Somali Magazine – Over 13 global activists, athletes and actors from have appeared in a video calling to end the age of plastic. The 90-second video from Greenpeace International aims to set the tone as the Global Plastics Treaty negotiations (INC3) resume at the United Nations Environment Programme headquarters in Nairobi, Kenya.
According to Hindou Oumarou Ibrahim, an activist and Indigenous leader “End the age of plastic. Let us protect Indigenous Peoples. Our land in Africa is not a dumping ground.”
Hindou’s sentiments were echoed by Dr. Jane Goodall, DBE, ethologist and conservationist, “We need to end the age of plastic because it’s killing wildlife and because we can’t recycle our way out of the plastic crisis. We need to reduce plastic production.”
On Monday, the first day of the talks in Nairobi, Kenya’s President William Ruto observed that the world was running out of time to reach a global plastics deal before the end of 2023, a deadline set in March 2022. “I urge all the negotiators to recall that 2024 is only six weeks away with only two other meetings to go,” Ruto said.
Global leaders have made slow progress at previous summits. Nations such as Kenya have pushed for a robust and more binding agreement. In contrast, the powerful plastics industry and petrochemical suppliers, including Saudi Arabia, have advocated a more limited approach.
“The vast majority of countries are eager to advance the negotiations to get the job done,” said Pamela Miller, co-chairperson of the International Pollutants Elimination Network, a global public interest group.
“On the other hand, a small group of like-minded countries of mainly major fossil fuel, petrochemical and plastic exporters like Saudi Arabia and Russia are actively attempting to take us backwards,” she said.
Nemonte Nenquimo, Waorani leader and winner of the 2020 Goldman Environmental Prize said: “End the age of plastic. It contaminates our territory, it pollutes our rivers and our lands.”
Emmy Award-winning actor Lee Jung-Jae, known for his acclaimed role in the hit series Squid Game, also added his voice to the campaign and said: “Our planet doesn’t have a ‘replay’ button like we do in a game. A solid and strong Global Plastics Treaty is the only way to end the age of plastic.”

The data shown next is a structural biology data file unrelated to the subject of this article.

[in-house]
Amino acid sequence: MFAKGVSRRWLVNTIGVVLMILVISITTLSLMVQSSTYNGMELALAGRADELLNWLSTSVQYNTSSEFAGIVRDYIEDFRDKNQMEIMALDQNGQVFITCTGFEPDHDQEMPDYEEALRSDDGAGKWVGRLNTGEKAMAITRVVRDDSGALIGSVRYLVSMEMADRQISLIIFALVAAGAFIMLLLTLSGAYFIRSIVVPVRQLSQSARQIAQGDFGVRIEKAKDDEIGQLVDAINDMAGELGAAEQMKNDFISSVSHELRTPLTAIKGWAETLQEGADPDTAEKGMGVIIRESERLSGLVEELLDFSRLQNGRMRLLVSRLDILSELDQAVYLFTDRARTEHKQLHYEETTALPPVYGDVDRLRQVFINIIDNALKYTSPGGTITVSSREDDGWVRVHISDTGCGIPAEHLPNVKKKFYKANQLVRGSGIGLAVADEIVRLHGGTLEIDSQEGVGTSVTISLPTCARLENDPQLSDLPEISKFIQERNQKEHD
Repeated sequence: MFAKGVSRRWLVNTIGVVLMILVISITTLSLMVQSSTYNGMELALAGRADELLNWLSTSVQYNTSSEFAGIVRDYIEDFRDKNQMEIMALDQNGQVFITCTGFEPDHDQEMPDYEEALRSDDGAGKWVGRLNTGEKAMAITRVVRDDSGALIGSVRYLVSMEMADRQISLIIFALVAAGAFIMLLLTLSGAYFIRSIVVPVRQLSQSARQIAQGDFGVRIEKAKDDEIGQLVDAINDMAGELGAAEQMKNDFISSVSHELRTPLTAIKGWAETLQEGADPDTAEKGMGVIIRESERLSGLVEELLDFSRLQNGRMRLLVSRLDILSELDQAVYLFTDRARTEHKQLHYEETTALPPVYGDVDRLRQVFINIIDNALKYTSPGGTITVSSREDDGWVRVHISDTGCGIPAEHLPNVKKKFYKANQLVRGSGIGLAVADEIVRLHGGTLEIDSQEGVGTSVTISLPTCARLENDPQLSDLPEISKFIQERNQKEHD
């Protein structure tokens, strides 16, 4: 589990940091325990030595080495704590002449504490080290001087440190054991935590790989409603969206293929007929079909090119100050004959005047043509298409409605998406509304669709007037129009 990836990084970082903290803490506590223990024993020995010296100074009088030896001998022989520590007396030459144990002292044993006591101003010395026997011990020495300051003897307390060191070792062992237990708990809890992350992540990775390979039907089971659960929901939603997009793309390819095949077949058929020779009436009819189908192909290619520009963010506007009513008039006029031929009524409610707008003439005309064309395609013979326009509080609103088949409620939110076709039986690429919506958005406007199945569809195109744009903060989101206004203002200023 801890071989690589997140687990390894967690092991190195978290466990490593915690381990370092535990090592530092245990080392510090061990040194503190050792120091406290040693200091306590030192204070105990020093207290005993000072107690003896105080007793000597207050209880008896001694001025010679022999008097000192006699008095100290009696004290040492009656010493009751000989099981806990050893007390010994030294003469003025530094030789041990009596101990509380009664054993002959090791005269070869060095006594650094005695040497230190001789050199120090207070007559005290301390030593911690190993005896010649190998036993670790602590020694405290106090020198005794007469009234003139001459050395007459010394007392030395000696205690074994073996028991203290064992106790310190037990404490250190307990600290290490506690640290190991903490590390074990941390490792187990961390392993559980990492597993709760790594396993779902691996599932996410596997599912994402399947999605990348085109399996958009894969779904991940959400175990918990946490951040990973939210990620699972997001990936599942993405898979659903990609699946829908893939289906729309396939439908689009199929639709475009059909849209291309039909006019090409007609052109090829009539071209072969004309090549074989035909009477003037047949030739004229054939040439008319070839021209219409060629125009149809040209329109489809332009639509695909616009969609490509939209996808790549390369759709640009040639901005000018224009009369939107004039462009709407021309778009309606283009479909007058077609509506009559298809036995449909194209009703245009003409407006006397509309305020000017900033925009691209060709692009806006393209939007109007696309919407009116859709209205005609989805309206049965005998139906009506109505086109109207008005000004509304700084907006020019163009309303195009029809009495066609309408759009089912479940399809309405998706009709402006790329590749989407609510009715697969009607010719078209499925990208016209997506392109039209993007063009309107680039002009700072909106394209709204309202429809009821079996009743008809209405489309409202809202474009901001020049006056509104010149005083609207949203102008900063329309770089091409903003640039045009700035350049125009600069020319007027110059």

Other notable names include Celina Jaitly, William Shatner, and Janet Hsieh, who have joined Greenpeace’s campaign to pressure world leaders to agree on a strong Global Plastics Treaty that tackles the plastic pollution crisis at the source.
As a product of fossil fuels and toxic additives, plastic production – and its incineration – releases harmful toxins into the environment which contribute to rising temperatures globally, thus exacerbating the negative impacts of the climate crisis.
Hellen Kahaso Dena, Project Lead- Pan African Plastic Project for Greenpeace Africa,“with African cities and coastlines drowning in waste, African leaders don’t have to look very far to understand that only a legally binding global plastics treaty that will end plastic pollution through a phase-out of plastic production will solve the plastic pollution crisis. Negotiations on this treaty are an opportunity to stop big polluters, slash plastic production and to protect the human rights of Africans and our planet.”
The delegates, including ministers from governments all over the world, are expected to secure a legally binding Treaty. The UN has set a goal for the treaty to be negotiated by the end of 2024.